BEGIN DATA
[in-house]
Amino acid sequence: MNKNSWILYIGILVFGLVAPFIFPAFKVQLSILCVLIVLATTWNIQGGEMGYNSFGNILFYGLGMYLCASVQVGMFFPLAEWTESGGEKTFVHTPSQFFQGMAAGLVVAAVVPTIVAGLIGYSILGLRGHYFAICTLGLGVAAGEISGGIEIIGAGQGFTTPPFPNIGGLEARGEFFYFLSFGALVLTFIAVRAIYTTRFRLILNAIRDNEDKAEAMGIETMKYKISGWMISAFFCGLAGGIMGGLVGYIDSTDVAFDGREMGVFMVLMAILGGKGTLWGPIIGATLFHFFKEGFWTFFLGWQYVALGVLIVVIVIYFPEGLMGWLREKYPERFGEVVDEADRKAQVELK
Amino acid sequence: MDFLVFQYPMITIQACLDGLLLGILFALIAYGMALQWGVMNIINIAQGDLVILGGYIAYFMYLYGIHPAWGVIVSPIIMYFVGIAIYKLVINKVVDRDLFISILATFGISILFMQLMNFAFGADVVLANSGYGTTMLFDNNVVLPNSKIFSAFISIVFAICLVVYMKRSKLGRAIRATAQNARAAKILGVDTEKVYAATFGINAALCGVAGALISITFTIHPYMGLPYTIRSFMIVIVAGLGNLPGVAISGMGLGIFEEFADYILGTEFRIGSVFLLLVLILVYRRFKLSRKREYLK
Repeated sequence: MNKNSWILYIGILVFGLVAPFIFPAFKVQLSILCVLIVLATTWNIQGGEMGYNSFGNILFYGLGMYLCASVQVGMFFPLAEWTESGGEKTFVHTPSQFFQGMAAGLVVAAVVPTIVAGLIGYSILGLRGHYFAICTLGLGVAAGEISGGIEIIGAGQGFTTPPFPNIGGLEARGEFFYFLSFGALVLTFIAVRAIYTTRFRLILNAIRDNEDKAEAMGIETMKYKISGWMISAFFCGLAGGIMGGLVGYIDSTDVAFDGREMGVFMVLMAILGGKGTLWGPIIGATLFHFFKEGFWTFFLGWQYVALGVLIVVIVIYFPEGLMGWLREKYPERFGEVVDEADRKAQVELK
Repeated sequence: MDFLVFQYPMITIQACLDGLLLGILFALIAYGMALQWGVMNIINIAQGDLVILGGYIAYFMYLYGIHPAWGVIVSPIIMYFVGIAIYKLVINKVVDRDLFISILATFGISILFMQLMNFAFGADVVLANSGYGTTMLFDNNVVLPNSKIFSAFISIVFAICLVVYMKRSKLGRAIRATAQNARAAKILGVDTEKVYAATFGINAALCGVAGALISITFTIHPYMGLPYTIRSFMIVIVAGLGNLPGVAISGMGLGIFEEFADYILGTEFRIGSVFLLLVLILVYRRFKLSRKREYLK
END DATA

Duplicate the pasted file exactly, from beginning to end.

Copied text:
[in-house]
Amino acid sequence: MNKNSWILYIGILVFGLVAPFIFPAFKVQLSILCVLIVLATTWNIQGGEMGYNSFGNILFYGLGMYLCASVQVGMFFPLAEWTESGGEKTFVHTPSQFFQGMAAGLVVAAVVPTIVAGLIGYSILGLRGHYFAICTLGLGVAAGEISGGIEIIGAGQGFTTPPFPNIGGLEARGEFFYFLSFGALVLTFIAVRAIYTTRFRLILNAIRDNEDKAEAMGIETMKYKISGWMISAFFCGLAGGIMGGLVGYIDSTDVAFDGREMGVFMVLMAILGGKGTLWGPIIGATLFHFFKEGFWTFFLGWQYVALGVLIVVIVIYFPEGLMGWLREKYPERFGEVVDEADRKAQVELK
Amino acid sequence: MDFLVFQYPMITIQACLDGLLLGILFALIAYGMALQWGVMNIINIAQGDLVILGGYIAYFMYLYGIHPAWGVIVSPIIMYFVGIAIYKLVINKVVDRDLFISILATFGISILFMQLMNFAFGADVVLANSGYGTTMLFDNNVVLPNSKIFSAFISIVFAICLVVYMKRSKLGRAIRATAQNARAAKILGVDTEKVYAATFGINAALCGVAGALISITFTIHPYMGLPYTIRSFMIVIVAGLGNLPGVAISGMGLGIFEEFADYILGTEFRIGSVFLLLVLILVYRRFKLSRKREYLK
Repeated sequence: MNKNSWILYIGILVFGLVAPFIFPAFKVQLSILCVLIVLATTWNIQGGEMGYNSFGNILFYGLGMYLCASVQVGMFFPLAEWTESGGEKTFVHTPSQFFQGMAAGLVVAAVVPTIVAGLIGYSILGLRGHYFAICTLGLGVAAGEISGGIEIIGAGQGFTTPPFPNIGGLEARGEFFYFLSFGALVLTFIAVRAIYTTRFRLILNAIRDNEDKAEAMGIETMKYKISGWMISAFFCGLAGGIMGGLVGYIDSTDVAFDGREMGVFMVLMAILGGKGTLWGPIIGATLFHFFKEGFWTFFLGWQYVALGVLIVVIVIYFPEGLMGWLREKYPERFGEVVDEADRKAQVELK
Repeated sequence: MDFLVFQYPMITIQACLDGLLLGILFALIAYGMALQWGVMNIINIAQGDLVILGGYIAYFMYLYGIHPAWGVIVSPIIMYFVGIAIYKLVINKVVDRDLFISILATFGISILFMQLMNFAFGADVVLANSGYGTTMLFDNNVVLPNSKIFSAFISIVFAICLVVYMKRSKLGRAIRATAQNARAAKILGVDTEKVYAATFGINAALCGVAGALISITFTIHPYMGLPYTIRSFMIVIVAGLGNLPGVAISGMGLGIFEEFADYILGTEFRIGSVFLLLVLILVYRRFKLSRKREYLK